In 2002, Dutch investigative reporter Teun van de Keuken discovered that despite having signed a protocol designed to end forced child labor, none of the signatory chocolate companies were upholding the agreement. He decided to beat them at their own game—and on his terms. Since 2005, the company he inspired, Tony’s Chocolonely, has been dealing directly with West African cocoa farmers, enabling those families to earn a living wage so that children in Ghana and the Ivory Coast can go to school, not to work.
Why the name “Chocolonely”? Teun (in English, Tony) was fighting a lonely battle as a crusader against child slavery in the chocolate industry. In contrast to those first solitary days, the company has grown to more than 100 dedicated staff across Europe, West Africa, and the United States. Tony’s supports that network with Microsoft Office 365 apps, especially Microsoft Teams.
Sharing chocolate, sharing stories
In ordinary corporate speak, Angela Ursem is a Marketing Communications Manager. But at Tony’s Chocolonely, she is a Movement Maker—a connector of people and messages. “Unlike other companies I’ve worked for, our goal isn’t about maximizing profit for our company,” she says. “Money is just a means to our mission. We’re an impact company, out to not just be profitable, but to change the whole industry. And we do it in a fun way.”
She points to the Tony’s Chocolonely motto: Crazy about chocolate, serious about people. Being serious about people means being serious about the company’s collaborations with partners and suppliers, and about educating consumers. “We say, ‘Share our chocolate, share our story,’” she adds. “And what goes hand in hand with our mission to share those stories and engage our internal teams is keeping our company open, honest, and communicating.”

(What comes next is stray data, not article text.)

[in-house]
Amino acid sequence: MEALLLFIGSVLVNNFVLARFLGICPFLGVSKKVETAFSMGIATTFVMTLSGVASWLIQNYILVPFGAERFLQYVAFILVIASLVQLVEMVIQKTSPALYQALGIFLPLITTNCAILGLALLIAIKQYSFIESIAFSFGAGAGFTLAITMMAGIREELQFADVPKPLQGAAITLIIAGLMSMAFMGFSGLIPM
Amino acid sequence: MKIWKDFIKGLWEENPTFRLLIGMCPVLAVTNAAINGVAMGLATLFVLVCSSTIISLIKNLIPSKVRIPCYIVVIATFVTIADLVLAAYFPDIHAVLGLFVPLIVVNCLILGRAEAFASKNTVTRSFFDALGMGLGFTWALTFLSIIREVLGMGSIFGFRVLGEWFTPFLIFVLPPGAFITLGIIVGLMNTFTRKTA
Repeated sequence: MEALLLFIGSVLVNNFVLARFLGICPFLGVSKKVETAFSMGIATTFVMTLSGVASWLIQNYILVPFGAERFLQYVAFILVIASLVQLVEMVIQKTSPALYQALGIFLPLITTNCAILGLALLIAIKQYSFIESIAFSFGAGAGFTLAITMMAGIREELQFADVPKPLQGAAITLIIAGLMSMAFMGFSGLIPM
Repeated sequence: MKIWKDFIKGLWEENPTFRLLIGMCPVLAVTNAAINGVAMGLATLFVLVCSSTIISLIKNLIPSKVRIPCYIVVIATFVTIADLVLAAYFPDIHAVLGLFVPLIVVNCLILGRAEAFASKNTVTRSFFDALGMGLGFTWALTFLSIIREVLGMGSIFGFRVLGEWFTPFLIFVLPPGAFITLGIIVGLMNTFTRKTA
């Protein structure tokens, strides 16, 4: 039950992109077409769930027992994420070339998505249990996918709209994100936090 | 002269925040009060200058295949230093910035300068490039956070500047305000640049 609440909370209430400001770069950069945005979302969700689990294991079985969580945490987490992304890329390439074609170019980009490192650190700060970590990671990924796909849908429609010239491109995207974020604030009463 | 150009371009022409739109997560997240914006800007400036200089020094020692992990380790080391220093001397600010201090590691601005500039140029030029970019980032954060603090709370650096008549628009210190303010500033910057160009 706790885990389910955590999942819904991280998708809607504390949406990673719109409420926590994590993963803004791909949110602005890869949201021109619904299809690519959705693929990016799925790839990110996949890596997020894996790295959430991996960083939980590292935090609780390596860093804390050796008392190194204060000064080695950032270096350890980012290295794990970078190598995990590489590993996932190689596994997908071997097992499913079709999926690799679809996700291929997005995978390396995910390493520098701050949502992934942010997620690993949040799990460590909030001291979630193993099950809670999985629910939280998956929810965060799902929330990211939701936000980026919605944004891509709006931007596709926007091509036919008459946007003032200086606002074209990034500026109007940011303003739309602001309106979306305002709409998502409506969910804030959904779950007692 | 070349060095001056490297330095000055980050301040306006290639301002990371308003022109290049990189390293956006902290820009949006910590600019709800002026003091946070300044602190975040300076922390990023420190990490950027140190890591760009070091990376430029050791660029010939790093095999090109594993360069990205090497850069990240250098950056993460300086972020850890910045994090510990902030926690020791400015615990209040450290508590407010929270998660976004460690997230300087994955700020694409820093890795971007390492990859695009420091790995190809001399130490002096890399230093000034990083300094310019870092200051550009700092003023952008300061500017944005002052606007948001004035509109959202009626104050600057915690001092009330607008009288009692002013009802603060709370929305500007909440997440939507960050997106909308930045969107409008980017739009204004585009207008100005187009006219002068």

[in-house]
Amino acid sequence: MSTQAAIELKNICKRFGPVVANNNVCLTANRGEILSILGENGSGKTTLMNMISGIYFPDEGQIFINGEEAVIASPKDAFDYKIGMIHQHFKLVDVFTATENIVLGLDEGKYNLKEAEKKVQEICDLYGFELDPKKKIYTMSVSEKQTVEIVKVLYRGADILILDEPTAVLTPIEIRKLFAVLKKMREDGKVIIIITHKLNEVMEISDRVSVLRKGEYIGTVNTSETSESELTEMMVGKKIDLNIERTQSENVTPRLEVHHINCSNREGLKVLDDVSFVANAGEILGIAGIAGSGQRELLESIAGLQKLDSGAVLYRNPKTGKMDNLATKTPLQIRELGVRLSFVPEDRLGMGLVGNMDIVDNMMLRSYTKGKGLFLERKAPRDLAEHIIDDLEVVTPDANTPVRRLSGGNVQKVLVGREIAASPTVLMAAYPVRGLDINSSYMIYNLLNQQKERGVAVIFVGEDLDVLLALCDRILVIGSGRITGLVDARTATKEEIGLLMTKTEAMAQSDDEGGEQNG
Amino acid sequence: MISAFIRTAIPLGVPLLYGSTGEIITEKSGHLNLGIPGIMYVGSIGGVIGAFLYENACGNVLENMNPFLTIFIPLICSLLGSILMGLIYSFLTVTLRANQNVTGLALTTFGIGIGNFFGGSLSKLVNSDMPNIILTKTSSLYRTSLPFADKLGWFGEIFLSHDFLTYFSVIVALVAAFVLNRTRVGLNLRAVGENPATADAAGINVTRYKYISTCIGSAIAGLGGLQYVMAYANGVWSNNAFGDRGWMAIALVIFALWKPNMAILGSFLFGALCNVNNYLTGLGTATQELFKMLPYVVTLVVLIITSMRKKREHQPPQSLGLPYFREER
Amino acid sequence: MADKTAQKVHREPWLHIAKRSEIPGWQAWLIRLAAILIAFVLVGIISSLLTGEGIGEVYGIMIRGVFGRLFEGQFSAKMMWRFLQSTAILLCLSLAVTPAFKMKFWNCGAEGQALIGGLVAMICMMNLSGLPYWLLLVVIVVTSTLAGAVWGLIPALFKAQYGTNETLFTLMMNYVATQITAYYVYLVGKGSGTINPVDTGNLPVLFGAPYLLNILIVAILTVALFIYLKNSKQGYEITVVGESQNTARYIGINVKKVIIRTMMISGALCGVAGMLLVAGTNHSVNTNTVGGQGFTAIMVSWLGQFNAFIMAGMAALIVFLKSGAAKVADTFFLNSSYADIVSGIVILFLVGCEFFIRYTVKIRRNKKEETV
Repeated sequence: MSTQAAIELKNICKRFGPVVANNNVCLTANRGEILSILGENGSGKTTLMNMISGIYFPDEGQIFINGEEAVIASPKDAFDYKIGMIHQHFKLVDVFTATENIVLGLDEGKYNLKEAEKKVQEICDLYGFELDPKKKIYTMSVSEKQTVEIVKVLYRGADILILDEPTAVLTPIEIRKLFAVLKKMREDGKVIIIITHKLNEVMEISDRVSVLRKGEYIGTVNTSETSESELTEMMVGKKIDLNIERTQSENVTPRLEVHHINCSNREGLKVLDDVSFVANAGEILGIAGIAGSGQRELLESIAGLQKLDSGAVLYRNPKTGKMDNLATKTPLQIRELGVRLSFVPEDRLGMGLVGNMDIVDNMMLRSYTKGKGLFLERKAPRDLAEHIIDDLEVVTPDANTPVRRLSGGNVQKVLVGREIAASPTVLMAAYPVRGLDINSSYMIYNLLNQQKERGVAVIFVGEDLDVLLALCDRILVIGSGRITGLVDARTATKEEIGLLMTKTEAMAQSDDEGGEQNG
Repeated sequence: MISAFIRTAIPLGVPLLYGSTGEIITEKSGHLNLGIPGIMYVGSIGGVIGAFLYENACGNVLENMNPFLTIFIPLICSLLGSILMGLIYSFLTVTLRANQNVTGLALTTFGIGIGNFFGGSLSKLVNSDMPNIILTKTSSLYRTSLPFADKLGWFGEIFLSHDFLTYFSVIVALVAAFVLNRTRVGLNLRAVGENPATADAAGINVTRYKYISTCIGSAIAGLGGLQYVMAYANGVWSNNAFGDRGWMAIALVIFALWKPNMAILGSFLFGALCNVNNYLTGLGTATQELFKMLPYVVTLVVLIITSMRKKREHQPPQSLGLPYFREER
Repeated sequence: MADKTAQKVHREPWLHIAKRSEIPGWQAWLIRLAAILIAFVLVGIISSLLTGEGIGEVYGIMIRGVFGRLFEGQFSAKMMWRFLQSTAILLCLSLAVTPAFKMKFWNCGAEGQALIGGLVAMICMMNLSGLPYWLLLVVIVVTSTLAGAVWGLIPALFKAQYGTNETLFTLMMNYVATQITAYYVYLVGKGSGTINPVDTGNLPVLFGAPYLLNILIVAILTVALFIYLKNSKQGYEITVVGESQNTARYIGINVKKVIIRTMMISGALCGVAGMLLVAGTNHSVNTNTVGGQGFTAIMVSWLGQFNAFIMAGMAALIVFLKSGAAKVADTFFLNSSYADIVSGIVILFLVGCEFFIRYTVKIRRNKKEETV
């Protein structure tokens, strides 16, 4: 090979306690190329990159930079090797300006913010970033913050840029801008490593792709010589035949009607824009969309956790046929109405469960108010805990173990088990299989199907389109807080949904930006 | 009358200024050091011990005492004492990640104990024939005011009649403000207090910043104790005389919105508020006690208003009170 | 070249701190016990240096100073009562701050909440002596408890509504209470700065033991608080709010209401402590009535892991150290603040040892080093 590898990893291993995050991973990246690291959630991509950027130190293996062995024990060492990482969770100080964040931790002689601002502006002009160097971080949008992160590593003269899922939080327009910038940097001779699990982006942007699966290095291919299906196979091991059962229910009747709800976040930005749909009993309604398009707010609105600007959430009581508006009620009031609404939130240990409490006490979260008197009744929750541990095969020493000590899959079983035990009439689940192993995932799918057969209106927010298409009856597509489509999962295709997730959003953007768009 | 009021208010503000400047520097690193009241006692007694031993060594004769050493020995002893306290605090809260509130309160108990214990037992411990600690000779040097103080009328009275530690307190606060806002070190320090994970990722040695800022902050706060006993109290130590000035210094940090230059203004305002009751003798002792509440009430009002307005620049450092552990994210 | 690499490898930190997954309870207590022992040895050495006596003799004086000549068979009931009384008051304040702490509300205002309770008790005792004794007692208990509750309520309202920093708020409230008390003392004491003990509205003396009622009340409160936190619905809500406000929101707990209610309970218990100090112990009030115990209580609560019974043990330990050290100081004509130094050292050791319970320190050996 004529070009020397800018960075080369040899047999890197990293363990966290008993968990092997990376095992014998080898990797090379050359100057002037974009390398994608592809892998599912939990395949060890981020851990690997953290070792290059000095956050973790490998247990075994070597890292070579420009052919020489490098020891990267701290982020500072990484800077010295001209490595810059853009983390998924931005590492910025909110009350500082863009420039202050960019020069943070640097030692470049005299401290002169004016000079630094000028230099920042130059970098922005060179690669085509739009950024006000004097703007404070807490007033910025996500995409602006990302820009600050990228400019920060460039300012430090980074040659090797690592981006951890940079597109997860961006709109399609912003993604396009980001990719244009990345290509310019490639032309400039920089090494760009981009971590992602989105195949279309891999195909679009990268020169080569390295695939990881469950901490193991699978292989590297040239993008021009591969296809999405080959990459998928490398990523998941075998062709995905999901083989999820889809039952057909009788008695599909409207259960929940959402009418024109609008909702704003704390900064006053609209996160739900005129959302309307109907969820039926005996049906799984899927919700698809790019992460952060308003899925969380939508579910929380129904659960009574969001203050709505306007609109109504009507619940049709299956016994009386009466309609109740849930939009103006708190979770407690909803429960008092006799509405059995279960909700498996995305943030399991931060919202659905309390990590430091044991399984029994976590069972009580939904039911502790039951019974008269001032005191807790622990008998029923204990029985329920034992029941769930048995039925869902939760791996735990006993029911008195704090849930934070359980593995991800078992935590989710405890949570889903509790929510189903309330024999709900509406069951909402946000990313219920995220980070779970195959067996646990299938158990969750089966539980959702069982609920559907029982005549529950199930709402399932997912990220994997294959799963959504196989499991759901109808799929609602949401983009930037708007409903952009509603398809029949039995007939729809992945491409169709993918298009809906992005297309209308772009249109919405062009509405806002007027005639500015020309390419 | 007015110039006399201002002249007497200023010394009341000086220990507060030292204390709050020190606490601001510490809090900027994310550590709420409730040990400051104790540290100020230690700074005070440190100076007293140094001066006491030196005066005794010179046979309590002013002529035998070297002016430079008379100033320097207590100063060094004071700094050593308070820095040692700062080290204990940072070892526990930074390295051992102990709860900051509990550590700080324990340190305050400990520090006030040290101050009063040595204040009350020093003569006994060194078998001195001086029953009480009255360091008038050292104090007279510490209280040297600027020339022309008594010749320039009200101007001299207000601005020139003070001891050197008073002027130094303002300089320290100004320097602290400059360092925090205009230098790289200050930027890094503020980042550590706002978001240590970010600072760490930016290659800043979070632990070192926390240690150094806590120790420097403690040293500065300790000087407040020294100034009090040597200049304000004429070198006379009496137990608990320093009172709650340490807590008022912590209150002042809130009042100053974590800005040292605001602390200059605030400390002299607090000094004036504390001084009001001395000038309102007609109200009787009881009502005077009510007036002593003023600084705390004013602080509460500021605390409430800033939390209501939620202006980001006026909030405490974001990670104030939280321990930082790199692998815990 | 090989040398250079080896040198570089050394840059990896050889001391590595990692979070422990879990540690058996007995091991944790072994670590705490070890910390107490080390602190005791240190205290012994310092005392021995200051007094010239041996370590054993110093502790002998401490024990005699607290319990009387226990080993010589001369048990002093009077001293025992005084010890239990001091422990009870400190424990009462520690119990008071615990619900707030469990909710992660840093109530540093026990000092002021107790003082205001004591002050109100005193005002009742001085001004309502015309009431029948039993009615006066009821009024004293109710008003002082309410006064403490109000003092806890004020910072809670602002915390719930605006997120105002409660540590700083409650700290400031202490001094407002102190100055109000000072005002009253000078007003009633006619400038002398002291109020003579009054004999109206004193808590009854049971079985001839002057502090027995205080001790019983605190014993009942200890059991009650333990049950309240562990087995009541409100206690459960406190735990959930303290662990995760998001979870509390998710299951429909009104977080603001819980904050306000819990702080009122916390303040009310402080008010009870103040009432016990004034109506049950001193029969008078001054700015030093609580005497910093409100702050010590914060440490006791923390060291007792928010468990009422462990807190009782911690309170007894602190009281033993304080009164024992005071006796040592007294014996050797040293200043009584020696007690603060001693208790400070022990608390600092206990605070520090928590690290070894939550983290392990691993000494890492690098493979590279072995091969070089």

For IT Manager Rick van Doorn, otherwise known as Chocomatic Fanatic, nurturing that Tony’s Chocolonely team spirit drives key decisions made by company leadership. “We say that our team comes first,” he explains. “Without the team, there is no company. And keeping that team collaborating optimally is vitally important to everything we do.”
The company focuses intently on messaging—within and externally. That means even the design of its chocolate bars amplifies the awareness it brings to the cocoa industry: each bar is unequally divided—portions that mirror the inequalities in traditional profit sharing. Internally, employees mix up workspaces every six months, sharing space with colleagues from different departments to build stronger team relations. That dedication to cultivating teamwork led the company to experiment with various apps purported to propel teamwork forward.
Reaching for a new level of collaboration